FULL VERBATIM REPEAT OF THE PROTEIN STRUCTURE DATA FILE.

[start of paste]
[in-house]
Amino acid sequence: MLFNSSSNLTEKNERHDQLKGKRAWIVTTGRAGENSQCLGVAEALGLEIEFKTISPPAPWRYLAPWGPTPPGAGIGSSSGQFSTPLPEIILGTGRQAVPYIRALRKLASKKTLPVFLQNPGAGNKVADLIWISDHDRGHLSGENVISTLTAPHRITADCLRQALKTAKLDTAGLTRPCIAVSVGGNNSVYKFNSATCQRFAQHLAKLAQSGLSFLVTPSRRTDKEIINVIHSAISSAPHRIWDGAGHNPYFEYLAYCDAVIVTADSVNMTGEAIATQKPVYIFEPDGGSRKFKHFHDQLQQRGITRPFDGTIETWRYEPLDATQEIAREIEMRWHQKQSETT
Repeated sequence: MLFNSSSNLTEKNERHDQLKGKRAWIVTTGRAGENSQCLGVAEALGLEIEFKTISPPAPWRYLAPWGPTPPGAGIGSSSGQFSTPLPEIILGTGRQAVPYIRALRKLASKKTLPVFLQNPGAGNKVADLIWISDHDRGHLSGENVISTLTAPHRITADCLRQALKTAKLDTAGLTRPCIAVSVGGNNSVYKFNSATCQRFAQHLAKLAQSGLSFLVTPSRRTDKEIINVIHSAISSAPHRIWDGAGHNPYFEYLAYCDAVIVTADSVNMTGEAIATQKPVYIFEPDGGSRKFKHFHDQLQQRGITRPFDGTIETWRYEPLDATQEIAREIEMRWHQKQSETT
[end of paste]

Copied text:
[in-house]
Amino acid sequence: MLFNSSSNLTEKNERHDQLKGKRAWIVTTGRAGENSQCLGVAEALGLEIEFKTISPPAPWRYLAPWGPTPPGAGIGSSSGQFSTPLPEIILGTGRQAVPYIRALRKLASKKTLPVFLQNPGAGNKVADLIWISDHDRGHLSGENVISTLTAPHRITADCLRQALKTAKLDTAGLTRPCIAVSVGGNNSVYKFNSATCQRFAQHLAKLAQSGLSFLVTPSRRTDKEIINVIHSAISSAPHRIWDGAGHNPYFEYLAYCDAVIVTADSVNMTGEAIATQKPVYIFEPDGGSRKFKHFHDQLQQRGITRPFDGTIETWRYEPLDATQEIAREIEMRWHQKQSETT
Repeated sequence: MLFNSSSNLTEKNERHDQLKGKRAWIVTTGRAGENSQCLGVAEALGLEIEFKTISPPAPWRYLAPWGPTPPGAGIGSSSGQFSTPLPEIILGTGRQAVPYIRALRKLASKKTLPVFLQNPGAGNKVADLIWISDHDRGHLSGENVISTLTAPHRITADCLRQALKTAKLDTAGLTRPCIAVSVGGNNSVYKFNSATCQRFAQHLAKLAQSGLSFLVTPSRRTDKEIINVIHSAISSAPHRIWDGAGHNPYFEYLAYCDAVIVTADSVNMTGEAIATQKPVYIFEPDGGSRKFKHFHDQLQQRGITRPFDGTIETWRYEPLDATQEIAREIEMRWHQKQSETT